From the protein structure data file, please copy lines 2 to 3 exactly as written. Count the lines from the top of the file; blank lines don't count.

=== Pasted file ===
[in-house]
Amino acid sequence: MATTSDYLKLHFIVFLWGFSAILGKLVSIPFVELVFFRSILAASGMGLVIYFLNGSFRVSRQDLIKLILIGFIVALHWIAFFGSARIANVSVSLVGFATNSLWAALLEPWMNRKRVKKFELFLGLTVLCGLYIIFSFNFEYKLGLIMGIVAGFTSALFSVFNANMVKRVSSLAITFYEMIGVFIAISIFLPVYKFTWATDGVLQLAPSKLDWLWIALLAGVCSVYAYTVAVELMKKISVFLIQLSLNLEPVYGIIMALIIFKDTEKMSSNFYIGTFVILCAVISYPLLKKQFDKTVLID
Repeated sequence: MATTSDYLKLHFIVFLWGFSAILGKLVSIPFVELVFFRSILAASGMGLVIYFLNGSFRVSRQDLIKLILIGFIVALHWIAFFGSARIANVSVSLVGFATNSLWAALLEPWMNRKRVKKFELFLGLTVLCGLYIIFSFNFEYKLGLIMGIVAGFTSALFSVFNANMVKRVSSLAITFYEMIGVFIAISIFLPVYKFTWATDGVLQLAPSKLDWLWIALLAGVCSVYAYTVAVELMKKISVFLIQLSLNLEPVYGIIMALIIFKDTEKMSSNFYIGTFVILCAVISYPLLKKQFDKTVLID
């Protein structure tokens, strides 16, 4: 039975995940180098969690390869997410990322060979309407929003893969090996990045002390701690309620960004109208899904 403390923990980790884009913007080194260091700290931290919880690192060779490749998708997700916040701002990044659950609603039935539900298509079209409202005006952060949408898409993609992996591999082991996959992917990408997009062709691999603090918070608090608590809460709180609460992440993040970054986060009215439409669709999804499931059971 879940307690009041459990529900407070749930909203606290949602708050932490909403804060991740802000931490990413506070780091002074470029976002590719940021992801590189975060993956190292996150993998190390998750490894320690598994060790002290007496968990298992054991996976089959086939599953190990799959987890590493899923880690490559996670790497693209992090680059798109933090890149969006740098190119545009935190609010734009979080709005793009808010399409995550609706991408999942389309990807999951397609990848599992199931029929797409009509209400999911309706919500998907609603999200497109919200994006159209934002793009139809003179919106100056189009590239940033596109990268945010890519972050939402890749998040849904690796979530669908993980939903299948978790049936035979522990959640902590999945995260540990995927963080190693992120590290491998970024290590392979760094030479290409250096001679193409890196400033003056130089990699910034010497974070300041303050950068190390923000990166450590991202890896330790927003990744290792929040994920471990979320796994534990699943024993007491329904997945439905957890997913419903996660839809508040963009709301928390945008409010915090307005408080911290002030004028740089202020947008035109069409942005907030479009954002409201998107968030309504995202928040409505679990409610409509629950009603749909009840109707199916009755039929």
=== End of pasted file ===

Amino acid sequence: MATTSDYLKLHFIVFLWGFSAILGKLVSIPFVELVFFRSILAASGMGLVIYFLNGSFRVSRQDLIKLILIGFIVALHWIAFFGSARIANVSVSLVGFATNSLWAALLEPWMNRKRVKKFELFLGLTVLCGLYIIFSFNFEYKLGLIMGIVAGFTSALFSVFNANMVKRVSSLAITFYEMIGVFIAISIFLPVYKFTWATDGVLQLAPSKLDWLWIALLAGVCSVYAYTVAVELMKKISVFLIQLSLNLEPVYGIIMALIIFKDTEKMSSNFYIGTFVILCAVISYPLLKKQFDKTVLID
Repeated sequence: MATTSDYLKLHFIVFLWGFSAILGKLVSIPFVELVFFRSILAASGMGLVIYFLNGSFRVSRQDLIKLILIGFIVALHWIAFFGSARIANVSVSLVGFATNSLWAALLEPWMNRKRVKKFELFLGLTVLCGLYIIFSFNFEYKLGLIMGIVAGFTSALFSVFNANMVKRVSSLAITFYEMIGVFIAISIFLPVYKFTWATDGVLQLAPSKLDWLWIALLAGVCSVYAYTVAVELMKKISVFLIQLSLNLEPVYGIIMALIIFKDTEKMSSNFYIGTFVILCAVISYPLLKKQFDKTVLID